This was crazy, and JAL was clearly not prepared for this situation (although, it was now at least 9:30pm, hours after we were supposed to have departed, so you would think that they would have started planning what they were going to do with all of us, or that they’d have procedures for this.  But … if they really do never cancel flights, I guess this was a unique thing for them.)  Anyway.  We waited.  Other folks with status demanded a second line.  So they made a second line, but of course didn’t inform anyone about it, but we saw it happening and jumped in (we were all One World Emerald and flying business class).  A few additional agents came out, and the lines started to crawl along.  But they really crawled.  Processing each person took forever.  And once we made our way to the front, we found out why.  They couldn’t just rebook us the next day, there was no availability.  But with a smile, they told us they could seat us in economy on the next day.  Um.  No.  The other option was to take a ANA flight from San Jose the next day in business, landing in Narita (we were booked to Haneda, more desirable, but not a deal breaker).  But, San Jose?  The next morning?  Um.  No.

Now, at this point, I need to thank my friend Emil.  He wasn’t even flying with us, but was watching our ordeal via our increasingly grumpy FourSquare checkins and tweets.  He let me know that there was a Cathay Pacific flight to Hong Kong that was supposed to depart at 11pm, but it was delayed until 12:10pm.  And a flight 1.5 hours after from Hong Kong to Haneda. Now, our original flight was direct, SFO to HND.  It was only 11 hours.  If we flew to Hong Kong, that flight alone is ~15 hours.  Then we’d have a brief layover, and another 4 hour flight.  But it would be that night, from SFO, and in Cathay’s “new business class”.  Sure, our trip that was supposed to be a simple 11 hour flight was turning into a 39 hour adventure, and we’d already been at SFO for 9 hours.  But ... we went for it.  It seemed better than going home, and then going to San Jose the next day.

Not that JAL made this part easy, either.  Since we knew the flight existed, we asked about it, as had the person in front of us in line.  The agent told him to just go check himself over at the Cathay desk to see if they had availability.  Um, no, we weren't getting out of line after waiting so long.  My travel companion suggested that perhaps the agent could call over to Cathay.  Instead, the agent took off running, literally.  Long story short, she came and went several times, we were left alone at the counter for 20 minute stretches at a time, but eventually, we were sent over to the Cathay counters, where our boarding passes were printed up, and things started to go much more smoothly.  Finally.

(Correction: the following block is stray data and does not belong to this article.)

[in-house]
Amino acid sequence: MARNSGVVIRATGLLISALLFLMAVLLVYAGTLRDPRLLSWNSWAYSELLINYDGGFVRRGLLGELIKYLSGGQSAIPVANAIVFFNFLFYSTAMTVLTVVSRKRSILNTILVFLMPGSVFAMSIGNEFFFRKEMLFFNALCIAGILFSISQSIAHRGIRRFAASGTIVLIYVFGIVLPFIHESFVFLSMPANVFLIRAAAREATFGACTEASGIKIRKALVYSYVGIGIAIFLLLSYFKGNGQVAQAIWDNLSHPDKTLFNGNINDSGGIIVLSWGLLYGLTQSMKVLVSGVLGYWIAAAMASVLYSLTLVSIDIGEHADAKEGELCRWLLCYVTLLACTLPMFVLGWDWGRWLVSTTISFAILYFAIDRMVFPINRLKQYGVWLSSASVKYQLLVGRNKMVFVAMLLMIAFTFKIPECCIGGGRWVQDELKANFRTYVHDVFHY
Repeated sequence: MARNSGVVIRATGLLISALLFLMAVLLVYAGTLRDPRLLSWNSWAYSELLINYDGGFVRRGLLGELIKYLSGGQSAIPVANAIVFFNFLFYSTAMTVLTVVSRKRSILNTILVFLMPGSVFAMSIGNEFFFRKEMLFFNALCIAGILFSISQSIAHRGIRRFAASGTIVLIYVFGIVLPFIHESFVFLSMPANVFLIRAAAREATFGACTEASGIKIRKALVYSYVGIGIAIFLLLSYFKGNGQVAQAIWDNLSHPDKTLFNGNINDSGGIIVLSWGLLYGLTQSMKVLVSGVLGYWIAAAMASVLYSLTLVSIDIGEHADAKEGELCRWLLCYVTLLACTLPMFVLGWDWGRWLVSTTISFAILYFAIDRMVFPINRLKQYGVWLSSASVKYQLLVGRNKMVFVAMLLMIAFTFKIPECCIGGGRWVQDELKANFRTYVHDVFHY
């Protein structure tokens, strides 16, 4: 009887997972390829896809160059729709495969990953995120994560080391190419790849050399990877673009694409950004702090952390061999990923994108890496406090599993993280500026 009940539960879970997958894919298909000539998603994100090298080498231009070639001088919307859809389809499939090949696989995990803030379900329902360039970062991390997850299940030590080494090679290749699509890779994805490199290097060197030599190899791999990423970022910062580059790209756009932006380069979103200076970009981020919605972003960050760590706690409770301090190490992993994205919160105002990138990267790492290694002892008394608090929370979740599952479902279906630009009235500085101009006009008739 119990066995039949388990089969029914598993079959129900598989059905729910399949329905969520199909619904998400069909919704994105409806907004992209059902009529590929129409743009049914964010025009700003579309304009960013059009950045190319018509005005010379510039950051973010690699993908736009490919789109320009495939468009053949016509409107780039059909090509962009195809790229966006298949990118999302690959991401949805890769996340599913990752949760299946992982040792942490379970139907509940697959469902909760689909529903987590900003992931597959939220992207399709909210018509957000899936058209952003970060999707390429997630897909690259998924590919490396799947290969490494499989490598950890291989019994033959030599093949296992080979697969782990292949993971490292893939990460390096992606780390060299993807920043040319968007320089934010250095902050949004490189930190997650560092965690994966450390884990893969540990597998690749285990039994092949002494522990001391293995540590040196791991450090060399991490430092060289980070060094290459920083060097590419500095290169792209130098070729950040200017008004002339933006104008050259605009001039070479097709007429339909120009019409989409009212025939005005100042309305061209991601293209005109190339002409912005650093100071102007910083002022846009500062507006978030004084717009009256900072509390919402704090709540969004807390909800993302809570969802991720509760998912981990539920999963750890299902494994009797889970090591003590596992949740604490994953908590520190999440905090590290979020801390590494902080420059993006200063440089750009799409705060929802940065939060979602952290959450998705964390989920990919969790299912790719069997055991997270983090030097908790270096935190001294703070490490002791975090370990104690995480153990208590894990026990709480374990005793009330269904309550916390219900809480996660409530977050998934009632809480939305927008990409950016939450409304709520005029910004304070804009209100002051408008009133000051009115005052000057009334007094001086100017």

We had about an hour to kill, and at this point we needed more food since we weren't having the dinner on the flight at 6:30pm as we'd been planning, so after going back through security, we headed to the Cathay Pacific lounge.

I think the lounge was bigger than the others, and had a variety of seating choices, but honestly, at this point I was so exhausted that I didn't really take photos or many notes.  The food was the only thing I checked out.
Food Station.
Like all the lounges, they had sandwiches, salads, yogurts, and soup, this time a clam chowder.  Unlike the others, they also had several hot dishes, including fried rice, stir fried udon noodles, chicken, and a veggie stir fry.
Dan Dan Noodles.
Along with the prepared foods, they also have one of Cathay's famous noodle bars, where you can order noodles cooked to order.  We had three options: wonton noodles, dan dan noodles with peanuts, sesame, and chili oil, or vegetarian noodles with mushrooms, carrots, and bok choy.

I went for the dan dan noodles, my travel companion picked the wonton.  We were given a pager, and went to sit down at one of the tables.  A few minutes later, the pager went off, and our noodles were ready.  So fancy.

Our dishes were hot and fresh, and the aroma coming out of my bowl was lovely, with a strong peanut flavor.  But, I didn't love it.  Maybe because I'm just not much of a soup girl, but it was a bit too rich, very very oily, the noodles mushy.  The peanut flavor was quite good, and it was nice to have fresh made noodles.

I also had a surprisingly good berry scone, probably left over from morning service, but good nonetheless.  It was dry, and crumbly, but really hit the spot.
Drinks, cookies.
A drink station rounded out the area, with water, wine, beer, a few spirits, coffee maker, and some packaged cookies.  But all I wanted at that point was water.